time, we know that either the input is a prime or we have been unlucky to
an unbelievable extreme. Note that we never know for sure when the input is
prime. However, a single false output guarantees that the input is composite.
The most frequently used pseudo-primality test is the Miller-Rabin primality
test, it is based on the fact that for any prime p, if we write p ’ 1 = 2e q, with
q odd, and de¬ne for any integer 0 < z < p, the sequence (zi ) for 0 ¤ i ¤ e
by:

z0 = z q (mod p) and (2.16)
2
zi+1 = zi (mod p).

Then, we either have z0 = 1 or there exists an integer i < e such that zi = ’1.
Moreover, if N is an odd composite, de¬ning N ’ 1 = 2e q and proceeding as
above yields a negative result for at least 3/4 of the integers 0 < z < N .
From a practical point-of-view and especially for cryptography, pseudo-
primality tests are enough. However, a true polynomial time algorithm for de-
ciding primality was discovered in 2002 by Agrawal, Kayal and Saxena [AKS02].
It is known as the AKS primality test.

2.3.2.1 Computing square roots modulo primes
Computing modular square roots or, more generally, ¬nding roots of modu-
lar polynomials (see Section 2.5.3) is one speci¬c task which is easy to perform
modulo primes and, in general, hard to perform modulo composites, unless
their factorization is known. Depending on the value of the prime p, the
available algorithms for computing square roots vary. The simplest case oc-
curs with primes p such that p = 3 (mod 4). Indeed, for such primes, if z is
a quadratic residue (i.e., a square), then z (p+1)/4 is a square root for z. This
is easily seen by writing z = u2 and remarking that:

z (p+1)/4 = u(p+1)/2 = u · u(p’1)/2 = ±u. (2.17)

1 For numbers around N , the fraction of primes is essentially 1/ ln(N ).




© 2009 by Taylor and Francis Group, LLC
Elementary number theory and algebra background 39

Indeed, u(p’1) = 1 and consequently u(p’1)/2 = ±1. Note that, when p = 3
(mod 4), then ’1 is a quadratic non-residue. Thus, exactly one of u and ’u
is a square. In addition, z (p+1)/4 is the only square root of z which is itself a
square.
When p = 1 (mod 4), matters become more complicated, especially if a
large power of 2 divides p ’ 1. In that case, we need to write p ’ 1 = 2e q
with q odd. The method of choice to compute square roots in this case is
Shanks-Tonelli algorithm. This method is based on the remark that for any
quadratic residue z = u2 (mod p), the value z (q+1)/2 is “almost” a square
e
root for z. More precisely, if we let θ = z (q+1)/2 /u, then θ2 = 1. Indeed:
2e
uq+1
e e
θ2 = = u2 q
= up’1 = 1 (mod p). (2.18)
u

As a consequence, to obtain a correct square root, it su¬ces to multiply
z (q+1)/2 by an adequate 2e -th root of unity in Fp . If we are given a primitive
2e -th root of unity, this can be done e¬ciently using a special case of Pohlig-
Hellman method for discrete logarithm that is described in Chapter 6. This
is precisely described as Algorithm 2.11.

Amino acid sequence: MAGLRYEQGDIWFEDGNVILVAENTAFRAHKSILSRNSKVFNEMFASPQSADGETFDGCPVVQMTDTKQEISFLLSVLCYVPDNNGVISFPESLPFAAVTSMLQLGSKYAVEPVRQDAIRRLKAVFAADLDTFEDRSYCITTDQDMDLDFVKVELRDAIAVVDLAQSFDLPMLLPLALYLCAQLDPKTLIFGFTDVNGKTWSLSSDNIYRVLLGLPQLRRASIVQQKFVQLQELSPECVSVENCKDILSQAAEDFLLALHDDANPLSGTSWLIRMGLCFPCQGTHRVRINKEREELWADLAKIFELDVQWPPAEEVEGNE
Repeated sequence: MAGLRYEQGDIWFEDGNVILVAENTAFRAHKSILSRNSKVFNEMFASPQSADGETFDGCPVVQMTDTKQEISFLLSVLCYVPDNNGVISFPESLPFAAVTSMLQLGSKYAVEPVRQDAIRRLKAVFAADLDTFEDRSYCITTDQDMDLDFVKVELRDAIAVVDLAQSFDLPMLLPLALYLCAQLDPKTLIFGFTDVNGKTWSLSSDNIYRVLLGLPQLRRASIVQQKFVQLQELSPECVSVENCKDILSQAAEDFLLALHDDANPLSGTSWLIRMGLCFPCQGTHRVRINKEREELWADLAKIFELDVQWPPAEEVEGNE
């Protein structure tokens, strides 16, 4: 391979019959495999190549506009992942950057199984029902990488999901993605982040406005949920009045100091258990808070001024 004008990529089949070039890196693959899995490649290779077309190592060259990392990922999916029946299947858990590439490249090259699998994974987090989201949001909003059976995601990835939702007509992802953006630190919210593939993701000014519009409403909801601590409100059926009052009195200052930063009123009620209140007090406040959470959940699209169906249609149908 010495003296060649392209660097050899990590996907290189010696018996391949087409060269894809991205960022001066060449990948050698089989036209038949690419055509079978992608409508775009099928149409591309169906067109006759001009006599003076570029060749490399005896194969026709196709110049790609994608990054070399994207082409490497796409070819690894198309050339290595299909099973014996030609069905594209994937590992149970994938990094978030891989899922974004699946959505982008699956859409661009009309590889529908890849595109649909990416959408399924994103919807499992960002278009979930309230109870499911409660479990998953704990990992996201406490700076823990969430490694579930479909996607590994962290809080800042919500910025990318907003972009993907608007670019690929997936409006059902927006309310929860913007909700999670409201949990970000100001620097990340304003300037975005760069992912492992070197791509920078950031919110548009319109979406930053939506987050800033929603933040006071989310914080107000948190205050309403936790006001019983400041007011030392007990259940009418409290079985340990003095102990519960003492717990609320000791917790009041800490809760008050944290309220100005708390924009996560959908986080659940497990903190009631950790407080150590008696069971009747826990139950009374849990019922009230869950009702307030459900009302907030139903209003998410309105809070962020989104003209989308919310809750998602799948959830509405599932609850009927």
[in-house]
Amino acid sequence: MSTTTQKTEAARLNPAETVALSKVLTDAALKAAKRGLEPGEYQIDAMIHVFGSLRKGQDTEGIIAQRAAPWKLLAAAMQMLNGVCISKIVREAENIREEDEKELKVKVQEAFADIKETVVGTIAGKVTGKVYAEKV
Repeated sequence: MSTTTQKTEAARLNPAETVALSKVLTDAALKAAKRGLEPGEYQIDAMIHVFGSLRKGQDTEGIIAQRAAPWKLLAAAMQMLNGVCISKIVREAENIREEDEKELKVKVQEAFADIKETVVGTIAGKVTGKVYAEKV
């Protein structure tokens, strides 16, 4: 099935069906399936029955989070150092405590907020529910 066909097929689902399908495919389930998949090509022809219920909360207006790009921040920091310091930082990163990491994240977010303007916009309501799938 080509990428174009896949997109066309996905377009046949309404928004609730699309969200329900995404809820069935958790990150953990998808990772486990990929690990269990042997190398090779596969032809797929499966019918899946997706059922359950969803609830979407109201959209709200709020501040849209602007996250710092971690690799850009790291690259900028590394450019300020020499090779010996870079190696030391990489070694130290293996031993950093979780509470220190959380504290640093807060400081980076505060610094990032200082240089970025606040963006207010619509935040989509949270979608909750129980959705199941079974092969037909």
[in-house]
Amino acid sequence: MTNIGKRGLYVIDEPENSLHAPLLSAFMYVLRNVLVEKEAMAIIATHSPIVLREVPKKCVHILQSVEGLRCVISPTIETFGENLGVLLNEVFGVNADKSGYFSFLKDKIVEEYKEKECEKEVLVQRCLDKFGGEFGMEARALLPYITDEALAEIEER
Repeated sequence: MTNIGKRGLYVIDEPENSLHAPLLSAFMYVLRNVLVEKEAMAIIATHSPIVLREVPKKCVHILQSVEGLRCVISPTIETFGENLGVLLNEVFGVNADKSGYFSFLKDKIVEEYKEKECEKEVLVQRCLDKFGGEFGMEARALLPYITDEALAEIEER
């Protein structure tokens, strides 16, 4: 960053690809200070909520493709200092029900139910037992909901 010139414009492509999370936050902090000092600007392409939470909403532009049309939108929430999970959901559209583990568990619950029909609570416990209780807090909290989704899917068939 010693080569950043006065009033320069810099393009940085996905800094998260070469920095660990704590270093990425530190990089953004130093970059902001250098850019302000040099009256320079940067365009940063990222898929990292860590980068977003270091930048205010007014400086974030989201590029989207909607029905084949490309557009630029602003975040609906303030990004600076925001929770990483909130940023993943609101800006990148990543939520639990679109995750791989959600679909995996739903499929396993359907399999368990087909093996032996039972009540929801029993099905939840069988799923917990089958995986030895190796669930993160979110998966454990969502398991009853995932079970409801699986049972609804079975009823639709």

2.3.2.2 Jacobi symbols
In Shanks-Tonelli square root algorithm, we simply assumed that the input
is a quadratic residue. However, it is useful to have an algorithm for testing
this property. Modulo a prime p, testing whether an element z is a quadratic
residue is easy, it su¬ces to check that z (p’1)/2 is equal to 1 modulo p. How-
ever, there exists a more e¬cient way to compute this information. Given a
z
prime p and an integer z, we de¬ne the Legendre symbol p to be 0 if z = 0
(mod p), 1 if z is a quadratic residue and ’1 if z is a quadratic non-residue.
q p
Given two odd primes p and q, the values p and are related by the
q
law of quadratic reciprocity which asserts that:

q p
= (’1)(p’1)(q’1)/4 .
· (2.19)
p q

Another noteworthy property of the Legendre symbol is its multiplicativity:

ab a b
·
= . (2.20)
p p p

In order to compute the Legendre symbol, it is ¬rst generalized into the
Jacobi symbol a , de¬ned for arbitrary non-negative integers a and b as:
b

ei
a a
= , (2.21)
b pi
i




© 2009 by Taylor and Francis Group, LLC
40 Algorithmic Cryptanalysis




Algorithm 2.11 Shanks-Tonelli algorithm for square roots in Fp
Require: Input p = 2e q + 1, p prime, q odd, z a quadratic residue in Fp
repeat
Pick a random g in F— p
Let g ←’ g q
Let h ←’ g, i ←’ 0
while h = 1 do
Let h ←’ h2 , i ←’ i + 1
end while
until i = e {Here g is a primitive 2e -th root of unity}
Let h ←’ z (q+1)/2
Let θ ←’ h2 /z
while θ = 1 do
Let k ←’ θ2 , i ←’ 1
while k = 1 do
Let k ←’ k 2 , i ←’ i + 1
end while
Let k ←’ g
for j from 1 to e ’ i ’ 1 do
Let k ←’ k 2
end for
Let h ←’ hk
Let θ ←’ θk 2
end while
Output h




© 2009 by Taylor and Francis Group, LLC
Elementary number theory and algebra background 41

where i pi ei is the decomposition of b into primes. With this generalized
de¬nition, the law of quadratic reciprocity still holds for arbitrary odd integers
a and b. Using this generalization, it is possible to write down Algorithm 2.12
in order to compute Jacobi symbols.


2.3.3 Speci¬c aspects of the composite case
In the composite case, using knowledge of the factorization of N , it is possi-
ble to represent Z/N Z in several di¬erent ways. The ¬rst available represen-
tation simply uses a representative in the interval [0, N ’ 1] (or ] ’ N/2, N/2]).
The other representations correspond to factorizations of N in a product of
pairwise coprime factors. Mathematically, they come from the Chinese re-
mainder theorem:


THEOREM 2.2
Let N be a composite integer and let N = N1 N2 · · · N , be a factorization
of N into factors such that all pairs (Ni , Nj ) are coprime. Then the two
rings Z/N Z and Z/N1 Z — Z/N2 Z — · · · Z/N Z are isomorphic. Moreover, this
isomorphism can be explicitly and e¬ciently computed.